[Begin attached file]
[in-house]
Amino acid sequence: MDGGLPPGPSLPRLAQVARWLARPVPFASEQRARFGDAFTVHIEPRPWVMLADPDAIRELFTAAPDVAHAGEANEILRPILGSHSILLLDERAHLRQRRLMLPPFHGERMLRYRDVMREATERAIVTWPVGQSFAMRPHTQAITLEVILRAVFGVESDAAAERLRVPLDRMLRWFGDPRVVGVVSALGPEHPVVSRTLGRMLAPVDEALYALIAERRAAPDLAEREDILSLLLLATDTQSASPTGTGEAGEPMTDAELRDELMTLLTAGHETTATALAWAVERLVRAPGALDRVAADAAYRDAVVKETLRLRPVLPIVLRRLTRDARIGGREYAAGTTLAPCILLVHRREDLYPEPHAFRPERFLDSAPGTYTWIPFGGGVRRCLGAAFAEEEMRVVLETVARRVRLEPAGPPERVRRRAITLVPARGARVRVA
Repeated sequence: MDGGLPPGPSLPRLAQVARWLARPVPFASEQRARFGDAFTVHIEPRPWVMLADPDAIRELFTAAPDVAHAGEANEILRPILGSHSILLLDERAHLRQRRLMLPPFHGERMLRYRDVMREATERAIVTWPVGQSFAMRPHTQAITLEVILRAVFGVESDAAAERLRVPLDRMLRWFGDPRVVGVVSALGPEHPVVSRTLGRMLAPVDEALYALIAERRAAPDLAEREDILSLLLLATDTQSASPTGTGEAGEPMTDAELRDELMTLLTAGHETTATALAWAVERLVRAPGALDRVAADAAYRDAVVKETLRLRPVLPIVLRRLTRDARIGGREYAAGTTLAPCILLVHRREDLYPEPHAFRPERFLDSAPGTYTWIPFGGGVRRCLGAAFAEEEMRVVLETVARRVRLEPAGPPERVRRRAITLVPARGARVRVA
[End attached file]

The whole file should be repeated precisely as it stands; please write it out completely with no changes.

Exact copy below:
[in-house]
Amino acid sequence: MDGGLPPGPSLPRLAQVARWLARPVPFASEQRARFGDAFTVHIEPRPWVMLADPDAIRELFTAAPDVAHAGEANEILRPILGSHSILLLDERAHLRQRRLMLPPFHGERMLRYRDVMREATERAIVTWPVGQSFAMRPHTQAITLEVILRAVFGVESDAAAERLRVPLDRMLRWFGDPRVVGVVSALGPEHPVVSRTLGRMLAPVDEALYALIAERRAAPDLAEREDILSLLLLATDTQSASPTGTGEAGEPMTDAELRDELMTLLTAGHETTATALAWAVERLVRAPGALDRVAADAAYRDAVVKETLRLRPVLPIVLRRLTRDARIGGREYAAGTTLAPCILLVHRREDLYPEPHAFRPERFLDSAPGTYTWIPFGGGVRRCLGAAFAEEEMRVVLETVARRVRLEPAGPPERVRRRAITLVPARGARVRVA
Repeated sequence: MDGGLPPGPSLPRLAQVARWLARPVPFASEQRARFGDAFTVHIEPRPWVMLADPDAIRELFTAAPDVAHAGEANEILRPILGSHSILLLDERAHLRQRRLMLPPFHGERMLRYRDVMREATERAIVTWPVGQSFAMRPHTQAITLEVILRAVFGVESDAAAERLRVPLDRMLRWFGDPRVVGVVSALGPEHPVVSRTLGRMLAPVDEALYALIAERRAAPDLAEREDILSLLLLATDTQSASPTGTGEAGEPMTDAELRDELMTLLTAGHETTATALAWAVERLVRAPGALDRVAADAAYRDAVVKETLRLRPVLPIVLRRLTRDARIGGREYAAGTTLAPCILLVHRREDLYPEPHAFRPERFLDSAPGTYTWIPFGGGVRRCLGAAFAEEEMRVVLETVARRVRLEPAGPPERVRRRAITLVPARGARVRVA